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What’s the Buzz With Sound Therapy?

Corporate Wellness Magazine

tibetan singing bowls are an essential part of sound healing

Edger Cayce said, “The medicine of the future will be music and sound.” While this may sound a little strange, we are witnessing this prediction becoming increasingly more relevant by the day. We have all experienced the healing power of music in our lives before. We have all been there when after a hard day at work, leaving the office stressed and in a foul mood, when while driving home your favorite song starts playing on the radio. The day’s problems start to melt away as we let the notes wash over us and clear our mind.

We use music for this purpose all the time. Many of you are probably reading this while listening to music at work – I know I would be hard-pressed to get through the day without it!

With the Holiday season here, there is no better example of sound changing and improving us than the music of the season. There is no dispute that these songs have a power over us. Hearing these classics take us back to our childhoods, to simpler times of opening gifts and being with family. Just hearing the first few notes of some of these songs is enough to take many back to this time and place.

We have used music to soothe and heal since the beginning of recorded history, and are still taking advantage of its power today. Still not convinced? Just hear us out.

A Five Thousand Year History of Sound Healing

According to the records of an ancient Greek traveler named Demetrius, the ancient Egyptians used vowel chants to support physical, mental, emotional, social, aesthetic, and spiritual healing. Tibetan monks have famously used the sound of “singing bowls” – an inverted bell where the striker is rubbed against the side to produce a variety of pitches – coupled with mantra chanting for centuries to facilitate meditation and ease pain.

Modern medicine and science are beginning to see the effects of music and sound on healing as well. Swiss Scientist Dr. Hans Jenny coined the term Cymatics, which is the study of the acoustic effects of the wave pattern of sound, which possibly help accelerate the healing of wounds.

Dr. Mitchell Gaynor, following the work of Dr. Jenny, taught a combination of conventional medicine, proper diet and meditation with Tibetan singing bowls in his book “The Healing Power of Sound.” Dr. Gaynor believed that by relaxing with a mix of chanting, music, and meditation, the immune system benefits from deep breathing and lower hormone levels.

While we are still in the early stages of understanding how this process accelerates healing, dedicated musicians and musical therapists have been utilizing the healing effects of music for everything from stress relief, to helping a variety of mental disorders like depression and schizophrenia with promising results.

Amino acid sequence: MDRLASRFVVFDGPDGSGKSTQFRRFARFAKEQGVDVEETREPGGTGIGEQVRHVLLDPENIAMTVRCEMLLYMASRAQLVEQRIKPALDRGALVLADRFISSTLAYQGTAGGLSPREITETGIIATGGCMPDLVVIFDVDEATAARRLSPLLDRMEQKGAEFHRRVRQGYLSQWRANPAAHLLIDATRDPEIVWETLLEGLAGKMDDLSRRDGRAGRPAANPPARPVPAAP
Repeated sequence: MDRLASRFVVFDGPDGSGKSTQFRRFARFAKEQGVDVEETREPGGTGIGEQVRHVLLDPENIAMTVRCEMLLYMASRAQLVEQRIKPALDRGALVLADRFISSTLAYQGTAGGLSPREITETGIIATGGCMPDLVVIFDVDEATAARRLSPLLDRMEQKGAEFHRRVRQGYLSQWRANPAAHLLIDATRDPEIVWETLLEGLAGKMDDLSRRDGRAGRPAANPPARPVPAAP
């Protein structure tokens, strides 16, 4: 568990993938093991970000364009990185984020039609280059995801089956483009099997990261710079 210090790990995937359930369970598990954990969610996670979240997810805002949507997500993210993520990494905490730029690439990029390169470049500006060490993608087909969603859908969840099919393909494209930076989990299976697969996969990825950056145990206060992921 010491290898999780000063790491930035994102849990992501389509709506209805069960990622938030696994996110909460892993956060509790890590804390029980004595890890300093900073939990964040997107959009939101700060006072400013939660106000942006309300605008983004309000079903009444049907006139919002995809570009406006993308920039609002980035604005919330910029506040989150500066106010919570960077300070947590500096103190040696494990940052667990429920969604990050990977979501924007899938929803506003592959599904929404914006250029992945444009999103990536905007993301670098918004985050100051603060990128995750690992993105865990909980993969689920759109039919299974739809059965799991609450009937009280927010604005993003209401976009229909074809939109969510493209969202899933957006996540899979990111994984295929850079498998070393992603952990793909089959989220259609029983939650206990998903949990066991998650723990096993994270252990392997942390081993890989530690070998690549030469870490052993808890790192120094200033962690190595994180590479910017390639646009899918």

In clinical terms, sounds is already a crucial piece of a medical exam. An Ultrasound is just high-frequency sound pulses directed into the body, and by measuring how they bounce off our organs, we can diagnose a variety of liver, kidney, brain, pancreas and neonatal concerns.

Healing Sound in Practice

With the calming frequencies produced by gemstone and mineral infused singing bowls, modern users have the sonic tools needed for transformation and healing. Jeralyn Glass experienced the healing power of sound from singing bowls her life first-hand. She is a professor of music, an international singer and vocal teacher for over 30 years. She has performed across the world, sung on Broadway and can perform in six languages.

She always knew music would be my career path, but did not know how it would help her get out of one of the darkest places of her life.

In 2008, she purchased a set of singing bowls and used them to help her family and clients. Then, two and half years ago, she tragically lost her 19-year-old son. During the painful process of grieving, she turned to the bowls for solace. The pure sound they created allowed her to feel, to release and ultimately to breathe again. She has come to learn so much in working with her own grief and ailments of the benefits of healing sound, and now she works to share this healing music with others in need.

Recently, she has been working with cancer patients who informed her they are pain-free for the 75-minute duration of a session. They feel a sense of calm, serenity, and normalcy, if even for a few minutes.

So, while healing music might just sound crazy, you might want to keep your mind – and your ears – open to an emerging therapeutic model that could help you and your employees live happier and healthier lives. So turn up your radio in the car, put in your headphones at work, sing in the shower and let the music heal you. You’ll feel better!


Register for Jeralyn’s upcoming live concert performance right from your computer on December 21. This is your chance to experience the singing bowls first hand.

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